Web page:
Wednesday June 20, 2018
There are those cars that possess an innate sense of dash – cars such as the Sunbeam-Talbot 90. You can imagine Leslie Phillips or Terry-Thomas driving one to Goodwood or Henley, the hood down on the drop, the sliding roof open on the saloon, overtaking Ford Consuls and Vauxhall Wyverns with zest and élan.
The 90 and its 1.2 litre stablemate the 80 made their bow in July 1948 and the former offered the sporting motorist a top speed of over 75 mph – respectable if not dramatic by the standards of the day – a then-fashionable steering column gearchange and a choice of saloon or drophead bodies. By October 1950, the 80 had been dropped and the 90 Mk. II gained a 70bhp 2.3 litre engine and independent front suspension. Two years later, Sunbeam-Talbots team won the team prize in the Alpine Rally and the Stirling Moss/Desmond Scannell/John Cooper Mk. II team achieved second place behind Sydney Allard at the Monte Carlo Rally -
1952 also saw the new Mk. IIA with improved brakes, enhanced performance and a lack of rear wheel spats. March saw the introduction of the two-seater Alpine, more of which later this year, and in 1954 the 90 was rebadged as the “Sunbeam Mk. III”. The “Big Four” unit offered even more power and the trio of portholes below the bonnet made the coachwork look even more dynamic. The open version sadly ceased production in 1955, but not before a drophead co-starred with Dirk Bogarde in the thriller Cast A Dark Shadow. The latter was playing a complete rotter but at least he had the good taste to use anther marque of car for the final scenes of utter caddishness.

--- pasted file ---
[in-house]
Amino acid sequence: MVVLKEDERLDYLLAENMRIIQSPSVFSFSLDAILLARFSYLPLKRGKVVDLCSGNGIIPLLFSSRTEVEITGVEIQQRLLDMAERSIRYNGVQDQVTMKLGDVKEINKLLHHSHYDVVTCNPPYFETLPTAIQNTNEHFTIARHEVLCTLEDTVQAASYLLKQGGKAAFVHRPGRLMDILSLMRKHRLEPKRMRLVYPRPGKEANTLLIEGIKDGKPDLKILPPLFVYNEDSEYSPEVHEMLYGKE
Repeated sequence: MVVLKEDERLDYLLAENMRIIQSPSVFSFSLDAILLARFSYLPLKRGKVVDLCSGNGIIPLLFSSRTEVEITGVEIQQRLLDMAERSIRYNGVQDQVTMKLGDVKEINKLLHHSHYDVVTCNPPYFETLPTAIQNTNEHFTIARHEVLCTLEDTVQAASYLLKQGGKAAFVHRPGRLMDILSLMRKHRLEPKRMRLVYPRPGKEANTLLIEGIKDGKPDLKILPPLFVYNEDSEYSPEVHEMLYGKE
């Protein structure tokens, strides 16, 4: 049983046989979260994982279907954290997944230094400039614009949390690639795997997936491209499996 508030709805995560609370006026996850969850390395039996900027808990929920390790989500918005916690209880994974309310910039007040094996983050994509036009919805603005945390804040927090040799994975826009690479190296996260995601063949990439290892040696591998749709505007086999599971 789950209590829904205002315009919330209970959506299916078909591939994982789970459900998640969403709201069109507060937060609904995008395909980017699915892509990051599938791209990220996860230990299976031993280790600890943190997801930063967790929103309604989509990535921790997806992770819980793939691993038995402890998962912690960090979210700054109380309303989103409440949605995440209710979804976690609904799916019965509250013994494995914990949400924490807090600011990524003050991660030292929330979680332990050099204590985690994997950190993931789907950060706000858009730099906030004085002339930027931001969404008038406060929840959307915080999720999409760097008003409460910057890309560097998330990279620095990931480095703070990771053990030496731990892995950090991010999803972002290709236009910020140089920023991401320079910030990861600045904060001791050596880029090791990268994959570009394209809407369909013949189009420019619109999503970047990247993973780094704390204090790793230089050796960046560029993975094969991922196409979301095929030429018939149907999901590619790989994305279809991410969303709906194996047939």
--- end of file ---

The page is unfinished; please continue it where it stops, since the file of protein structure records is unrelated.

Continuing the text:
In that same year, Rootes launched the Sunbeam Rapier and by now the 90 looked, if not dated then charmingly redolent of an earlier era with its narrow track and rear-hinged back doors. This illusion was very quickly dispelled by the news of Shelia Van Damm’s Coupe Des Dames rize and the privately entered Per Malling/ Gunnar Fading Mk. III winning the 1955 Monte Carlo Rally - See Video's below. In the mid-1950s the Sunbeam may have been a seasoned design, but it was more than suited to the press-on motorist of the late 1950s. It was rapid, luxurious - the list of standard equipment included a multi-adjustable driver’s seat and a sunroof - and stylish, with its pillarless construction and an interior that combined hide upholstery with a 1940s art deco style fascia.
A Mk. III with a duotone paint finish also looked jaunty without looking like transport for spivs (a vital consideration for a respectable motorist at that time) while the instrument layout had a charm of its own. If you specified a tachometer it was positioned to be read by the driver’s left kneecap while the clock was mounted above the windscreen rail. On the road, the Sunbeam became ‘endearing the further and faster it is driven’, to quote Motor Sport, and if you wanted a Q-Car, the dealer Castles of Leicester would sell you a “Mk. III S Special” with a floor gear lever, tuned engine and a Halda Speed Calculator on the dashboard.
When the last Mk. IIIs departed the Ryton plant in 1957 it really was the end of an era for although Rootes unveiled the very agreeable and good-looking Humber Sceptre in 1963 they were never to build another four-door sports saloon in the 2 – 2 ½ litre class. To use a phrase that the great Terry-Thomas would have approved of, every model within the 90 family was ‘an absolutely bang on motor car!’.